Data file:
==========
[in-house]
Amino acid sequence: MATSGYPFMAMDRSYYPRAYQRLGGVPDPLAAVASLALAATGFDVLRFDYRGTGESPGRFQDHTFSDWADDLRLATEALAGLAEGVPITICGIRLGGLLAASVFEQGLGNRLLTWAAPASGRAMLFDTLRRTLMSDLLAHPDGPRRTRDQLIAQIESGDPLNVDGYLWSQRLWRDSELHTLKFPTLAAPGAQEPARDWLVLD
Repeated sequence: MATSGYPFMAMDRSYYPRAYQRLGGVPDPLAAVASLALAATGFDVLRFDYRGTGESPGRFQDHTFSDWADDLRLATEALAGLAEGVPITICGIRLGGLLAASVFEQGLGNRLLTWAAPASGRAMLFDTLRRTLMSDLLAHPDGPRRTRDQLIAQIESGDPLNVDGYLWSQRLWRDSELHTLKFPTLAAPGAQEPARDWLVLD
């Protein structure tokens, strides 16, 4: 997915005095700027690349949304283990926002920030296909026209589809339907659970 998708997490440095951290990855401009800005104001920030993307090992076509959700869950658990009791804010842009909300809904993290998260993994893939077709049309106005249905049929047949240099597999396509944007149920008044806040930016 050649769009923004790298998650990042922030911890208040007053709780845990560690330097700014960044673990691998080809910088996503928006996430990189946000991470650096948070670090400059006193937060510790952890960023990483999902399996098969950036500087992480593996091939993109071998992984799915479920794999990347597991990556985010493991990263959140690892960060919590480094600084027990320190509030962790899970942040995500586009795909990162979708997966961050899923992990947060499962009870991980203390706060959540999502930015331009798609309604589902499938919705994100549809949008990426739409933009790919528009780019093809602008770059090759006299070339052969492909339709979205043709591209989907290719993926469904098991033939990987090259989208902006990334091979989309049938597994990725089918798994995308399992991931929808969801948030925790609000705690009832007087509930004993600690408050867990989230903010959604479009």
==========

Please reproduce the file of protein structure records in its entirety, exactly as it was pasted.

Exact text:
[in-house]
Amino acid sequence: MATSGYPFMAMDRSYYPRAYQRLGGVPDPLAAVASLALAATGFDVLRFDYRGTGESPGRFQDHTFSDWADDLRLATEALAGLAEGVPITICGIRLGGLLAASVFEQGLGNRLLTWAAPASGRAMLFDTLRRTLMSDLLAHPDGPRRTRDQLIAQIESGDPLNVDGYLWSQRLWRDSELHTLKFPTLAAPGAQEPARDWLVLD
Repeated sequence: MATSGYPFMAMDRSYYPRAYQRLGGVPDPLAAVASLALAATGFDVLRFDYRGTGESPGRFQDHTFSDWADDLRLATEALAGLAEGVPITICGIRLGGLLAASVFEQGLGNRLLTWAAPASGRAMLFDTLRRTLMSDLLAHPDGPRRTRDQLIAQIESGDPLNVDGYLWSQRLWRDSELHTLKFPTLAAPGAQEPARDWLVLD
């Protein structure tokens, strides 16, 4: 997915005095700027690349949304283990926002920030296909026209589809339907659970 998708997490440095951290990855401009800005104001920030993307090992076509959700869950658990009791804010842009909300809904993290998260993994893939077709049309106005249905049929047949240099597999396509944007149920008044806040930016 050649769009923004790298998650990042922030911890208040007053709780845990560690330097700014960044673990691998080809910088996503928006996430990189946000991470650096948070670090400059006193937060510790952890960023990483999902399996098969950036500087992480593996091939993109071998992984799915479920794999990347597991990556985010493991990263959140690892960060919590480094600084027990320190509030962790899970942040995500586009795909990162979708997966961050899923992990947060499962009870991980203390706060959540999502930015331009798609309604589902499938919705994100549809949008990426739409933009790919528009780019093809602008770059090759006299070339052969492909339709979205043709591209989907290719993926469904098991033939990987090259989208902006990334091979989309049938597994990725089918798994995308399992991931929808969801948030925790609000705690009832007087509930004993600690408050867990989230903010959604479009």